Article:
George Sand (French, 1804-1876), born Amantine-Lucile-Aurore Dupin, was France’s most famous 19th century female writers. She produced a large number of novels and plays, a massive two-volume autobiography, stories, essays, and articles- and published them all under the male pseudonym of George Sand.
Sand or the “Good Lady of Nohant” as she was called after the town outside Paris where she had a home, was also the famous lover of the celebrated Chopin, with whom in 1838 she travelled arduously to Mallorca in search of a cure for his ill health. Indeed most of the notable artistic figures of the day became Sand’s friend and/or lover: Franz Liszt, Flaubert, Balzac, Baudelaire, Sainte-Beuve, Alfred de Vigny, Chateaubriand, and Zola, along with writers from other countries, Heinrich Heine, Henry James, Browning (and his wife), Dostoevsky, and Turgenev. Painters were also part of her circle as well, especially Eugène Delacroix who visited Nohant regularly and would make numerous studies there.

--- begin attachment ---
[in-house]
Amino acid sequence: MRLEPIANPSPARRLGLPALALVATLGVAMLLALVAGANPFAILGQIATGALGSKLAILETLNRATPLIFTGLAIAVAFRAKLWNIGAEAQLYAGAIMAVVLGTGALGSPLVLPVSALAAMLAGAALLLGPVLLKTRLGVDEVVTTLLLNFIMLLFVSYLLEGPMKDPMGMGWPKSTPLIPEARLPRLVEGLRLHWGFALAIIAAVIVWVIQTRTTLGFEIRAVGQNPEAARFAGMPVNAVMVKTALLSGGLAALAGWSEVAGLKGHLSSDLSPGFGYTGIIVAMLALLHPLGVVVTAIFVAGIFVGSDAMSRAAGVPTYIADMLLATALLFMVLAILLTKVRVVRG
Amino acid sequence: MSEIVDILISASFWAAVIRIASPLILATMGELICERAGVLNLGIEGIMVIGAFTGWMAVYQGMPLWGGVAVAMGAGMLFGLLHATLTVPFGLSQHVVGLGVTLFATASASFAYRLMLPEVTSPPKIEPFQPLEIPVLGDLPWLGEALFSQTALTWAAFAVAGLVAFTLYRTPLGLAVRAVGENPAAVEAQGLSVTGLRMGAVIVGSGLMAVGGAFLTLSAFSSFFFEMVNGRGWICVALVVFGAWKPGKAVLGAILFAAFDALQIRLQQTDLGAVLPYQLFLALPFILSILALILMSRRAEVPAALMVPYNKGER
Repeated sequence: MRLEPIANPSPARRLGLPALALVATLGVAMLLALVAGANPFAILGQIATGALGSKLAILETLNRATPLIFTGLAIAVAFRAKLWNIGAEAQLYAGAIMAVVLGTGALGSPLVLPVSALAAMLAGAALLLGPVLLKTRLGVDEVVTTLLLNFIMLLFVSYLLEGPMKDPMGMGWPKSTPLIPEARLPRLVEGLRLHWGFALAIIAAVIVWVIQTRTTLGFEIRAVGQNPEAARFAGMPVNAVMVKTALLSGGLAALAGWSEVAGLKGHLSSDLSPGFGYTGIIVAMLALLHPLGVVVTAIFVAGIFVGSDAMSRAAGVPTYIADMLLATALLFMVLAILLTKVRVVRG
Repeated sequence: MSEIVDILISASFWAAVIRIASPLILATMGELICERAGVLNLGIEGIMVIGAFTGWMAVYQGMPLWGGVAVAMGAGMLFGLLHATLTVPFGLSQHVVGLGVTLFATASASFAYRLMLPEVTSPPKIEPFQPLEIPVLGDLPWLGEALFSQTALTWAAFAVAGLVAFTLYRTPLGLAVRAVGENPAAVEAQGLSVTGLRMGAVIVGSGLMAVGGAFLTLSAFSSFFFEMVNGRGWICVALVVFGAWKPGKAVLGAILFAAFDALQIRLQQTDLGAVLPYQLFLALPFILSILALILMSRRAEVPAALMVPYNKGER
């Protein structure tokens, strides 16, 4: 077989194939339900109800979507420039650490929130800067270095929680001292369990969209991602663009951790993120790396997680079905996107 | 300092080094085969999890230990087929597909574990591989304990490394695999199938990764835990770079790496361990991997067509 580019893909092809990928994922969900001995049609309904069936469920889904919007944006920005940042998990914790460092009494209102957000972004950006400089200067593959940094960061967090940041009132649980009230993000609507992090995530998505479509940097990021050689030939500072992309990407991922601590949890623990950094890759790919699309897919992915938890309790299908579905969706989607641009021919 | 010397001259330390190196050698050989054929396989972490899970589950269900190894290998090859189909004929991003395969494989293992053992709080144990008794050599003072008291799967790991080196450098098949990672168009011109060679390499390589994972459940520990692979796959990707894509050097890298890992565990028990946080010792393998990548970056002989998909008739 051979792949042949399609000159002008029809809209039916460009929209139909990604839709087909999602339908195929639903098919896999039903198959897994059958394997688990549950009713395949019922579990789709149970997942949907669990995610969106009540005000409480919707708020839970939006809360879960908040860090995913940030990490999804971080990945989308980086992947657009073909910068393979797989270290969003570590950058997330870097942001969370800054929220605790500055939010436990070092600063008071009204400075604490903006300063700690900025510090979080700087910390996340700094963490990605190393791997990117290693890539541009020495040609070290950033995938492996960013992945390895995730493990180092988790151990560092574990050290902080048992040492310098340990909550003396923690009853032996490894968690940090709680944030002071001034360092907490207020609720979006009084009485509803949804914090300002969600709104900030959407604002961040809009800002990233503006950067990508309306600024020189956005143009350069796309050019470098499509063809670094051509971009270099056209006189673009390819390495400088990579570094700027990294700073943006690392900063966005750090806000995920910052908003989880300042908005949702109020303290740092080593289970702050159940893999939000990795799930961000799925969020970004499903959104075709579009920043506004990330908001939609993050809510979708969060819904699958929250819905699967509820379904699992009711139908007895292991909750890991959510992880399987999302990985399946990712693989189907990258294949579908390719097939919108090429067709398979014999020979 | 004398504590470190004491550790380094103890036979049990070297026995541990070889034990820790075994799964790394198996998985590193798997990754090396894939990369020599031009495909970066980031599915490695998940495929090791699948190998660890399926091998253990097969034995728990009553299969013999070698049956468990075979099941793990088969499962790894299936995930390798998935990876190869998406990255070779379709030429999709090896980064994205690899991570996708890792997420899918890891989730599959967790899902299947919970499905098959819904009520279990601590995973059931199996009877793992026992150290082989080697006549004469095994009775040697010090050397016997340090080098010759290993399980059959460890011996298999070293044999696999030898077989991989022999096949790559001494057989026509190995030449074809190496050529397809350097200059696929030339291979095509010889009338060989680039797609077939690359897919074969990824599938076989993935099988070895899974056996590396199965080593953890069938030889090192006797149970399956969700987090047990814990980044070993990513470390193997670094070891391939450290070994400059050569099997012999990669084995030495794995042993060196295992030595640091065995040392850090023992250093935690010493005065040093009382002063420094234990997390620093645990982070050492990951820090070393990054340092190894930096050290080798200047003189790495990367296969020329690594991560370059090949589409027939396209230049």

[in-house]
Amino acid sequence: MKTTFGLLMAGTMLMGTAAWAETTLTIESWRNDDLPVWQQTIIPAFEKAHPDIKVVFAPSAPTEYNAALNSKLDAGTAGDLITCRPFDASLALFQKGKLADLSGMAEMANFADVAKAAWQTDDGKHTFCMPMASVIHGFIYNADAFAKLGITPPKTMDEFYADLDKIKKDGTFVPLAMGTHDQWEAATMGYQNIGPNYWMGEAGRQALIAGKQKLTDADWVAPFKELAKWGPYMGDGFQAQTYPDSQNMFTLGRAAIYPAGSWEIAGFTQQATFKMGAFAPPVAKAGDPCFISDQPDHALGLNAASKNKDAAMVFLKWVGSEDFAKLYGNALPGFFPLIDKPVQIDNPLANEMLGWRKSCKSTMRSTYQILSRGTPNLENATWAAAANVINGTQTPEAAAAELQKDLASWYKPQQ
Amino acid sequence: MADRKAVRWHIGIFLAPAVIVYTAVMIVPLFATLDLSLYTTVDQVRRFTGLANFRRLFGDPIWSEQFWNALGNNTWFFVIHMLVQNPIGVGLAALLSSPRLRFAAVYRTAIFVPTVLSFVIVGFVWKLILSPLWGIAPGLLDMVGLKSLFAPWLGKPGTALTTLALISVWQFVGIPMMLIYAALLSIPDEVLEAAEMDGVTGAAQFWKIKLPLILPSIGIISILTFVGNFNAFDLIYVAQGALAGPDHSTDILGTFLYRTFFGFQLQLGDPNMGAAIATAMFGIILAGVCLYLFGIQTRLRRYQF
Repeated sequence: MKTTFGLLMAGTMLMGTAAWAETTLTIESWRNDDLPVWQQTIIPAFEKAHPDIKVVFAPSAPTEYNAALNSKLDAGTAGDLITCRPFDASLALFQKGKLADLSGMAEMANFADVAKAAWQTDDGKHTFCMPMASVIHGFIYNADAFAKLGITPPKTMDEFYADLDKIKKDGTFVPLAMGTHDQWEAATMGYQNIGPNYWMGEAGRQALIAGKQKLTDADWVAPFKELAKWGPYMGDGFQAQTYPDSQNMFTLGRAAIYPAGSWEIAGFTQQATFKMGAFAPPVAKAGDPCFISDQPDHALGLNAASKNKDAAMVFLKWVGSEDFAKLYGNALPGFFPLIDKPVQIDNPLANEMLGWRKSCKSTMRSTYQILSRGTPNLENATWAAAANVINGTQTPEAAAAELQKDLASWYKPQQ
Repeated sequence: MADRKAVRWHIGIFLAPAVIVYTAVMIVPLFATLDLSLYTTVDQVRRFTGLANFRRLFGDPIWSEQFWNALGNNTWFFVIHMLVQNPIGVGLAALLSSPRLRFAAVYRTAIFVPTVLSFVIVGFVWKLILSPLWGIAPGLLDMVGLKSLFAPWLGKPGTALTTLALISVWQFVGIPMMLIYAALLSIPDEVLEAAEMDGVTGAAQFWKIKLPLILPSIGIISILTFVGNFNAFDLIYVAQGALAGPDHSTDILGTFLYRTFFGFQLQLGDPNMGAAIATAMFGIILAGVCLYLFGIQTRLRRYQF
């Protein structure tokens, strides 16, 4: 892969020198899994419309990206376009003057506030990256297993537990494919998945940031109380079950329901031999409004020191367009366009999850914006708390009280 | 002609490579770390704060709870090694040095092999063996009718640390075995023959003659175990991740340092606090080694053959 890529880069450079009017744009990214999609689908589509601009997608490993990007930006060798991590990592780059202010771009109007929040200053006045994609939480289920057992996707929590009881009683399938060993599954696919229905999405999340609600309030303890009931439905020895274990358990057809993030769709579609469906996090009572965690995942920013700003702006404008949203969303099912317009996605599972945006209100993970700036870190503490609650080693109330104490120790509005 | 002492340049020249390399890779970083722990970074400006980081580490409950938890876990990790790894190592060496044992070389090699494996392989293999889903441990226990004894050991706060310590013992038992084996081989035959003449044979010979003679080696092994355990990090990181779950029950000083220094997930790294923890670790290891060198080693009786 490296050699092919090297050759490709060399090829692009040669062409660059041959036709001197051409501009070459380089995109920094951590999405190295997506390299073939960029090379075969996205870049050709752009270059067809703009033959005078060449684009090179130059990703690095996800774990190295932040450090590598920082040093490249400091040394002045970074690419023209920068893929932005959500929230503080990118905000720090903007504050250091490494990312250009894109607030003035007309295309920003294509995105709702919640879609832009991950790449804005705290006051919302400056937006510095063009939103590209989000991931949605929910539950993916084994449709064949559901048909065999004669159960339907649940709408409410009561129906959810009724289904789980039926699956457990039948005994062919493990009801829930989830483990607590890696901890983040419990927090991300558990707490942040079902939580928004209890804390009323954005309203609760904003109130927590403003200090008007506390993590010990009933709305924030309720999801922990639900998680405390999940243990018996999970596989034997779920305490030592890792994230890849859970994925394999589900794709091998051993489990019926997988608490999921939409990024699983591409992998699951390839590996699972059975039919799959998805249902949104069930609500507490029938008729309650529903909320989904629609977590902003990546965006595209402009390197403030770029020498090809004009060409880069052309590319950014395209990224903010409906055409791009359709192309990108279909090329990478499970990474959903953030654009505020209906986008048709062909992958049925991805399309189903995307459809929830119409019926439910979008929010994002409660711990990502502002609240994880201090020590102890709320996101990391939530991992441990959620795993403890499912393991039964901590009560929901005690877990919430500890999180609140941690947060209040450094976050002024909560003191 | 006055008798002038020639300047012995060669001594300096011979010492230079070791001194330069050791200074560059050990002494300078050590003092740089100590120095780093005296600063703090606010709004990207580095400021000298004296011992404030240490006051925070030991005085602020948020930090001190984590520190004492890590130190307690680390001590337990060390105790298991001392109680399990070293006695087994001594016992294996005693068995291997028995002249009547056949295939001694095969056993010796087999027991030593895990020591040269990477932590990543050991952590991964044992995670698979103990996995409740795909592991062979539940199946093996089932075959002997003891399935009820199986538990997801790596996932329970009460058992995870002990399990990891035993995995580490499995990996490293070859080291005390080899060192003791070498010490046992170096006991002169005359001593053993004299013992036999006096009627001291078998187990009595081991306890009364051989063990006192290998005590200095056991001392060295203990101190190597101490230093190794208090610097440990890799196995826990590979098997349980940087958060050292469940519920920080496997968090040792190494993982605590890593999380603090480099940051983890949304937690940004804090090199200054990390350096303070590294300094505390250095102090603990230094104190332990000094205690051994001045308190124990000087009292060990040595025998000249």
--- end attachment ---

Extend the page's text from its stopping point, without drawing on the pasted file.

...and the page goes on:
Sand’s rebelliousness began early with a scandalous love affair with one of the most famous and beautiful actresses of the Parisian stage, Marie Dorval. They had met in January 1833, when Sand was in her late twenties and Dorval in her mid-thirties. Sand continued to shock her contemporaries by dressing as a man and smoking in public at a time when these practices were wholly unacceptable for women.
Professionally, Sand participated in a wide range of activities: journalistic, political, theatrical, and literary. She was also a skilled draughtswoman and painter: her work, on permanent display in the Musée de la Vie Romantique in Paris, is highly accomplished.
In the early 1870s, near the end of a life filled with artistic production, Sand became inspired by a certain method of applying watercolor which she would call “dendrite” or “aquarelle à l’écrasage.” She would prepare a paper with spots of color and then press a heavier paper on top. When she pulled one away from the other, the spots of color would transfer, creating a texture similar to branches of trees or bushes. Hence the term dentrite, Greek for tree. Well known in France, this work is rarely seen in the United States.